I doubt Dr. Fuhrman would argue with this list. Speaking of lists, get a load of Dr. Fuhrman’s fab five healthy foods:
Berries: Add berries to morning cereals. Make dessert sorbets from frozen berries. My kids love frozen strawberries blended with an orange or orange juice. We usually add a slice of dried pineapple and use our Vita-Mix to make a smooth and delicious strawberry sorbet.


Greens: Make steamed greens with a cashew butter cream sauce. Kids love it. We blend raw cashews and a few dried onion flakes with some soy milk and make a great sauce for chopped kale or broccoli.

Seeds: Seeds are super nutritious wonder foods. Try sprinkling some lightly toasted unhulled sesame seeds and sunflower seeds on salads and vegetables. We like to grind some into a powder and use it like salt on food.

Beans: Beans are fiber and nutrient packed. They give soups that chewy goodness and long-lasting satiety. Add a mixture of split peas, lentils, and adzuki beans to soups and simmer over low heat for about three hours.

Tomatoes: Tomatoes are a wonderful food in their own class. Whether you consider them a fruit or vegetable, it matters not. Slice them into pita pocket sandwiches. Mash some almond butter with a fork into some tomato sauce to add to the vegetable-tomato-sprout avocado pita pocket. What a great school lunch.
They all sound great to me!

US Restaurants Going Small

In light of last week’s report claiming chefs could be to blame for America’s fatness. A new report suggests the contrary. Apparently small portions are all the rage in US restaurants. Reuters explains:
A poll by the National Restaurant Association found that small is now big on restaurant menus, according to 1,282 professional chefs questioned for its second annual "What's Hot...What's Not" food and drink survey.


Other hot trends cited by the chefs, all of whom were members of the American Culinary Federation, included alternative-source ingredients, ethnic flavors, and specialty alcohol.

"The trend of small plates is definitely hot, including offering tasting menus of small portions of food, wine or other alcohol beverages," chef John Kinsella, president of the American Culinary Federation and senior chef instructor at Midwest Culinary Institute in Cincinnati, said in a statement.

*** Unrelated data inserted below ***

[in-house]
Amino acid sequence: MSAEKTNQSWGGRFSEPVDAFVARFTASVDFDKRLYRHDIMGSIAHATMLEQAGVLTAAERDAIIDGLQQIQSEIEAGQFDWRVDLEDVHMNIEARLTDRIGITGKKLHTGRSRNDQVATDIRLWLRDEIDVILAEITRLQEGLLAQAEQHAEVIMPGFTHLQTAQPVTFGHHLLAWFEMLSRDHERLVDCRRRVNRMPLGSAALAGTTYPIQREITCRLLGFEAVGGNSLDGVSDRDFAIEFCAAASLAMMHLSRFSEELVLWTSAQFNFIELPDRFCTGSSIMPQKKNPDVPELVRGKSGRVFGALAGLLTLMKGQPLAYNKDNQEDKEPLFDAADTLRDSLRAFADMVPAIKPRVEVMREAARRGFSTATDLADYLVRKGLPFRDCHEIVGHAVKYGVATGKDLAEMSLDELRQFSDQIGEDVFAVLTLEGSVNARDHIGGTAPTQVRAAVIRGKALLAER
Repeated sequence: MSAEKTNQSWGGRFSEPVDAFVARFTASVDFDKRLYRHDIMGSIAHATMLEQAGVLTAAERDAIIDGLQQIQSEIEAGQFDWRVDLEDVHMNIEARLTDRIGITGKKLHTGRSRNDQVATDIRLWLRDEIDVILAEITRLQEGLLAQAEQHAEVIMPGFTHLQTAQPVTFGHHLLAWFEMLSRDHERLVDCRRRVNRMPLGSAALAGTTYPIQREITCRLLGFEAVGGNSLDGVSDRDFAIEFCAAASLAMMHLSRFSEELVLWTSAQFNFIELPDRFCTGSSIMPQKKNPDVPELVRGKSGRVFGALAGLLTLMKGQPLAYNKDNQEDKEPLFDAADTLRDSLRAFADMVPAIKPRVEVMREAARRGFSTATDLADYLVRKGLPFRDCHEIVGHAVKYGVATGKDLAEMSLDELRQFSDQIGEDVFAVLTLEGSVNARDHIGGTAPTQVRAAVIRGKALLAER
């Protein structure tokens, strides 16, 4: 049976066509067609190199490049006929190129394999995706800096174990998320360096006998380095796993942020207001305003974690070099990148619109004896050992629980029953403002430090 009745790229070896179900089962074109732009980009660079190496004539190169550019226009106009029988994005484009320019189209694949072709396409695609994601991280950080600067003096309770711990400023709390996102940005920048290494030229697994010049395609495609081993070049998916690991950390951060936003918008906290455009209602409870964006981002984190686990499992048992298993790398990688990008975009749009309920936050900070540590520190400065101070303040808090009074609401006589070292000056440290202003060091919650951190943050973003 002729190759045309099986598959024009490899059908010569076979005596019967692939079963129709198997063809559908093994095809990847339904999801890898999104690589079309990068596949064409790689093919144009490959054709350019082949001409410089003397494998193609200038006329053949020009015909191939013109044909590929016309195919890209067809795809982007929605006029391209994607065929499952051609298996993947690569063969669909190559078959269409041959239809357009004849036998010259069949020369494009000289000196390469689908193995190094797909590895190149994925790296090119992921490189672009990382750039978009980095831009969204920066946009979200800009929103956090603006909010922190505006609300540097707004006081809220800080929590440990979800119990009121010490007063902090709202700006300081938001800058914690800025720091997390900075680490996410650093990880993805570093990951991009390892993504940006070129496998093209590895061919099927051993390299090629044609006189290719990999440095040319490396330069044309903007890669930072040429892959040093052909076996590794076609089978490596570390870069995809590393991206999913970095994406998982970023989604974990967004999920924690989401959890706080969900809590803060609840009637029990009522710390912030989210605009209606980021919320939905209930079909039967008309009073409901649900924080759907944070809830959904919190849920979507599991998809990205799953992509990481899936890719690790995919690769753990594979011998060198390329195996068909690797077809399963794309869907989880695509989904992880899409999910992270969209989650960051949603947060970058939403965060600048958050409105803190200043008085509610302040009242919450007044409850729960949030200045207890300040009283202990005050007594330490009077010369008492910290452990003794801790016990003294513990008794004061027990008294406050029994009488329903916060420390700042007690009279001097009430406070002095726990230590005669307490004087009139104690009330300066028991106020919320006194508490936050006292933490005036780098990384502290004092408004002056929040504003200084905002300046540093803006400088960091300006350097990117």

Dr. Fuhrman is rather blunt on this topic. To him, smaller portions and counting calories is kind of dumb. He talks about it in his book Eat to Live. Here’s an excerpt:
It is meaningless to compare foods by weight or portion size. Let me provide an example to explain why this is the case. Take one teaspoon of melted butter, which gets 100 percent of its calories from fat. If I take that teaspoon of butter and mix it in a glass of hot water, I can now say that it is 98 percent fat-free, by weight. One hundred percent of its calories are still from fat. It didn’t matter how much water or weight was added, did it?

Working Late and Cancer-Risk

According to a new study, working the late shift has been linked to an increased risk of cancer. Maria Cheng of the Associated Press reports:
If the shift work theory proves correct, millions of people worldwide could be affected. Experts estimate that nearly 20 percent of the working population in developed countries work night shifts.


It is a surprising twist for an idea that scientists first described as "wacky," said Richard Stevens, a cancer epidemiologist and professor at the University of Connecticut Health Center. In 1987, Stevens published a paper suggesting a link between light at night and breast cancer.

Back then, he was trying to figure out why breast cancer incidence suddenly shot up starting in the 1930s in industrialized societies, where nighttime work was considered a hallmark of progress. Most scientists were bewildered by his proposal.

But in recent years, several studies have found that women working at night for many years are indeed more prone to breast cancer, and that animals who have their light-dark schedules switched grow more cancerous tumors and die quicker.
This doesn’t surprise me. In my supermarket days I used to work overnights a lot and after a few days of that—I felt like crap! Not good according to Dr. Fuhrman:
A safe and satisfying work environment, a happy marriage, a satisfying social and/or family life, and activities you enjoy are all related to positive health outcomes. Emotional wellness starts right here your finger tips end. As you respect and appreciate the value in the world around you and develop interests in other people and in such things as art, music, entertainment, sports, nature, and physical activity, you can respect yourself more for your ability and desire to appreciate the value of things not yourself.


In other words, as you learn about and begin to care for things, you gain a legitimate reason to be pleased with yourself. A healthy emotional response to life hinges on your ability to grant value and importance to things that are deserving of it. This ability and desire to interact in a fair and equitable way with the world around you forms the basis of your emotional contentment and self-esteem.
Although, now I often find myself blogging in the middle of night…stupid!

Vita-Coffee for Kids?

Here’s the stupid item of the month. Let’s get kids hooked on folic acid-fortified coffee! ParentDish is all over this nonsense. Take a peek:
Voyava Republic has joined forces with the Mexican coffee producer La Selva to deliver folic acid-fortified coffee to underprivileged elementary school students in Chiapas, Mexico.


Apparently, many poor children in that state already drink one or more cups of coffee each day, so why not give them a little nutritional boost along with their caffeine? After all, folic acid is good for kids, right? Yeah, but coffee isn't.

"It doesn't seem like a good idea, given that coffee isn't an adequate drink for children," the Chiapas state health department said in a statement. "It's well known that high levels of caffeine can cause problems like nervousness, irritability and anxiety."
I weep for the children of Mexico.

Broccoli Kitty

This tuxedo cat just loves some broccoli. Take a look: